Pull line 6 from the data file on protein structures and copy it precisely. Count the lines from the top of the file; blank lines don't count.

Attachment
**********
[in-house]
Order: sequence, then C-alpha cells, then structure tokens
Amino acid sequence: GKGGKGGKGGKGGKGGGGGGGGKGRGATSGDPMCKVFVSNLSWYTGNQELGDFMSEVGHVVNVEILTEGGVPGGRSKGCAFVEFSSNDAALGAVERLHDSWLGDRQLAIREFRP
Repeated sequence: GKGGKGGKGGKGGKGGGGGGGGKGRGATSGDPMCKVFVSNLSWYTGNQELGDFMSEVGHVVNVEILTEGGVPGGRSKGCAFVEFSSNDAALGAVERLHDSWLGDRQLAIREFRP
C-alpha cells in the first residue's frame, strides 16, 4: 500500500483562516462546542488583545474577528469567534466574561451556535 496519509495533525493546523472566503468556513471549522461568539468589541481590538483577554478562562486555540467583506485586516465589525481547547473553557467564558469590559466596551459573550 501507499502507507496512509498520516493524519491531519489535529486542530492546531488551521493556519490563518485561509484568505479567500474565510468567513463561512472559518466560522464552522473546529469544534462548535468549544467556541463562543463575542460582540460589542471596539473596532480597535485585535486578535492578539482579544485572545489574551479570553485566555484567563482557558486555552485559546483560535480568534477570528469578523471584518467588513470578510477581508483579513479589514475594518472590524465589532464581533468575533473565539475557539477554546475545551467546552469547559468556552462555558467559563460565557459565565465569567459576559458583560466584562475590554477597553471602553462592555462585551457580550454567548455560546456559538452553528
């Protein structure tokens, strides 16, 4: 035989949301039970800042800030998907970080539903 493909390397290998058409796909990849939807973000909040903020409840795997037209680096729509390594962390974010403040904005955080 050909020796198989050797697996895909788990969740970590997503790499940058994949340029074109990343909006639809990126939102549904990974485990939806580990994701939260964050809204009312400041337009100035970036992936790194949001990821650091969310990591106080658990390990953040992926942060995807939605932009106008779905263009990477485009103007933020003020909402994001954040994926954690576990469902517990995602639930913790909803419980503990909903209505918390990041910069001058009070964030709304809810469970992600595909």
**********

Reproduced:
């Protein structure tokens, strides 16, 4: 035989949301039970800042800030998907970080539903 493909390397290998058409796909990849939807973000909040903020409840795997037209680096729509390594962390974010403040904005955080 050909020796198989050797697996895909788990969740970590997503790499940058994949340029074109990343909006639809990126939102549904990974485990939806580990994701939260964050809204009312400041337009100035970036992936790194949001990821650091969310990591106080658990390990953040992926942060995807939605932009106008779905263009990477485009103007933020003020909402994001954040994926954690576990469902517990995602639930913790909803419980503990909903209505918390990041910069001058009070964030709304809810469970992600595909």